This one was recommended to me by one of my book blogging buddies and I scampered across and pre-ordered it. I’m so sorry – I cannot recall who it was who suggested it! So… did I enjoy it?
BLURB: Magic is women’s work; war is men’s. But in the coming battle, none of that will matter.
Men do not become mystics. They become warriors. But eighteen-year-old Salo has never been good at conforming to his tribe’s expectations. For as long as he can remember, he has loved books and magic in a culture where such things are considered unmanly. Despite it being sacrilege, Salo has worked on a magical device in secret that will awaken his latent magical powers. And when his village is attacked by a cruel enchantress, Salo knows that it is time to take action.
REVIEW: This epic fantasy is set in an African landscape, where the warring tribes and kingdoms are firmly nested within the culture and magic of the continent. I absolutely loved it, particularly as Rwizi tips us into the world and expects the reader to work a bit to put it all together. I always enjoy SFF that presents a strong three-dimensional world, full of nuances and strong characters – and if I have to pay attention to work out exactly how it all fits together, then that’s fine.
I quickly fell in love with Salo, the apparently timid boy who is paralysed with fear when facing dangerous creatures and can’t fight all that well. Having become very familiar with the dynamic where women and girls are ostracised for wanting to move out of the domestic sphere, I found it a refreshing change that Salo is shunned for not being a warrior, instead being drawn to magic – normally the preserve of the women of the tribe.
Though this form of sorcery isn’t for the faint-hearted. Mastery of magic requires pain and sacrifice and in order to access some of the more powerful layers, lines have to be crossed. It rapidly becomes a lot darker, when the requirement becomes what you have to offer up what you love most… and no, we’re not talking about your favourite item of clothing or jewellery. I was a bit shaken at the brutal cost of it. However, I thought about my reaction and wondered why this magical system struck me as particularly violent. Because it’s not as if European fantasy is remotely cosy, either – but I’ve grown up with that dynamic and am accustomed to how it works. Ditto the stories of sand and sorcery I’ve been reading recently, such as the Daevabad trilogy – just think of Dara’s bloody backstory – but I was acclimatised to tales about djinn since I was a girl. Not so with African magic, which I know very little about. Aspects of it are bloody, coercive and thoroughly dark – like magic systems everywhere else and I think it’s the unfamiliarity of its workings that makes it seem particularly grim.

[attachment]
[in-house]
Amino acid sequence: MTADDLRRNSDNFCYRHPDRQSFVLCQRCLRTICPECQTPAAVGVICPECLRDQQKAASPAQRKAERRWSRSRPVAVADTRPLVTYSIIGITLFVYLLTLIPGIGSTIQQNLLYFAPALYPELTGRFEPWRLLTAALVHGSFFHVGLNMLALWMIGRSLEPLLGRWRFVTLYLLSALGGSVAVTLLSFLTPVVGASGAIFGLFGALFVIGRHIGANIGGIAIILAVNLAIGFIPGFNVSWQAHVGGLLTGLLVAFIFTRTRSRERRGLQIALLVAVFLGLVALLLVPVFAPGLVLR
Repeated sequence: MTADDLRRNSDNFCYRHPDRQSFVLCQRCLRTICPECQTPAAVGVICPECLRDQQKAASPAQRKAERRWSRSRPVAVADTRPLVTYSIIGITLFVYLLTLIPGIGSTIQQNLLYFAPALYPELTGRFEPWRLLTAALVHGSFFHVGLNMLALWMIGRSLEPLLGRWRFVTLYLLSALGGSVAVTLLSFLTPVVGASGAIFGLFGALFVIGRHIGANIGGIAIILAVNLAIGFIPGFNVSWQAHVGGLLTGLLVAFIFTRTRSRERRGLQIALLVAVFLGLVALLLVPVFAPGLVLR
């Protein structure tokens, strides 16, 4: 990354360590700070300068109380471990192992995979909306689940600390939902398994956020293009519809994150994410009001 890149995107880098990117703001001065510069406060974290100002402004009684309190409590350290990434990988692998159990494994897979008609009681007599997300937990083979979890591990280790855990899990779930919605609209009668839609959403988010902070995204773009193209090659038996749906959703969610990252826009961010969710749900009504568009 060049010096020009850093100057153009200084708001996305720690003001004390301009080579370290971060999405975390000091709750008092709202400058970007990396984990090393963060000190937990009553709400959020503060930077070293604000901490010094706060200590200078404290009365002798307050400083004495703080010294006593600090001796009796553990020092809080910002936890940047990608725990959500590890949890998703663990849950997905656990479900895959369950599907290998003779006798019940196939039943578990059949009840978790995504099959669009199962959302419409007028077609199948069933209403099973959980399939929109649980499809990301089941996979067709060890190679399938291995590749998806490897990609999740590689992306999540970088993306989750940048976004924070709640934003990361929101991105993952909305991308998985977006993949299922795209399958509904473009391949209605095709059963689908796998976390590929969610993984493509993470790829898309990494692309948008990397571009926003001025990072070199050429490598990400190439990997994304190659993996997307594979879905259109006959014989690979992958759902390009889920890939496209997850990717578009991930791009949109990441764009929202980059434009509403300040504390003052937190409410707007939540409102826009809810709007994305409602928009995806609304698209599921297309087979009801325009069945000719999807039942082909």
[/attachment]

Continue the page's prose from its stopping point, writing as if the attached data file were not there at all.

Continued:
My mention of S.A. Chakrobarty’s Daevabad trilogy isn’t accidental – the immersive worldbuilding, strong characterisation and complex magical system in Scarlet Odyssey reminded me of many aspects of The City of Brass – see my review – including the long, eventful journey. The major difference is the lack of a romantic thread, which I don’t mind at all. I am so impressed with this debut novel – and I’m very much looking forward to reading the next slice of the adventure. Highly recommended for fans of epic fantasy in an African setting.